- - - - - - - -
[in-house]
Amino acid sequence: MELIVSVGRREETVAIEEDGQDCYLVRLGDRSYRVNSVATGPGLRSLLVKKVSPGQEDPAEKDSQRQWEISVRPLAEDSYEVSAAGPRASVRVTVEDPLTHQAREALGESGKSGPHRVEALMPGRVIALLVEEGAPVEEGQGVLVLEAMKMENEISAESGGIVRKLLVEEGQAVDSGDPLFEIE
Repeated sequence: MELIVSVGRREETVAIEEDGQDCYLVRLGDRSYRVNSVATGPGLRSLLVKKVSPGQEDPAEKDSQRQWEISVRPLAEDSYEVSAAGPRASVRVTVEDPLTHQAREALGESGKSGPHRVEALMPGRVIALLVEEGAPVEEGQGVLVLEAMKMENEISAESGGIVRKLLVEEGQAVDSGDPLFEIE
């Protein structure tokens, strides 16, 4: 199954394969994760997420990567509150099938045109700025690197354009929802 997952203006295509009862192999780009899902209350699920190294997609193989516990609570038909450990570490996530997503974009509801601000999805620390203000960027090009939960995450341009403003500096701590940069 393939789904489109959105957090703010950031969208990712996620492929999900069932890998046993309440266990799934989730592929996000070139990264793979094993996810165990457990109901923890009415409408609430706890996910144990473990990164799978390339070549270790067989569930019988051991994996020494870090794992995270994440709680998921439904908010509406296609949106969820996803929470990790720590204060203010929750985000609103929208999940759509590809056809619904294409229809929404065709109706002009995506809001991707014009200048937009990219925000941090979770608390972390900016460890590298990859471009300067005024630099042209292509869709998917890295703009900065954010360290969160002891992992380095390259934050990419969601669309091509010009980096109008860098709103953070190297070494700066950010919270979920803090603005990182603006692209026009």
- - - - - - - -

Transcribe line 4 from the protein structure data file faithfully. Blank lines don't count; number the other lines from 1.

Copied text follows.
């Protein structure tokens, strides 16, 4: 199954394969994760997420990567509150099938045109700025690197354009929802 997952203006295509009862192999780009899902209350699920190294997609193989516990609570038909450990570490996530997503974009509801601000999805620390203000960027090009939960995450341009403003500096701590940069 393939789904489109959105957090703010950031969208990712996620492929999900069932890998046993309440266990799934989730592929996000070139990264793979094993996810165990457990109901923890009415409408609430706890996910144990473990990164799978390339070549270790067989569930019988051991994996020494870090794992995270994440709680998921439904908010509406296609949106969820996803929470990790720590204060203010929750985000609103929208999940759509590809056809619904294409229809929404065709109706002009995506809001991707014009200048937009990219925000941090979770608390972390900016460890590298990859471009300067005024630099042209292509869709998917890295703009900065954010360290969160002891992992380095390259934050990419969601669309091509010009980096109008860098709103953070190297070494700066950010919270979920803090603005990182603006692209026009």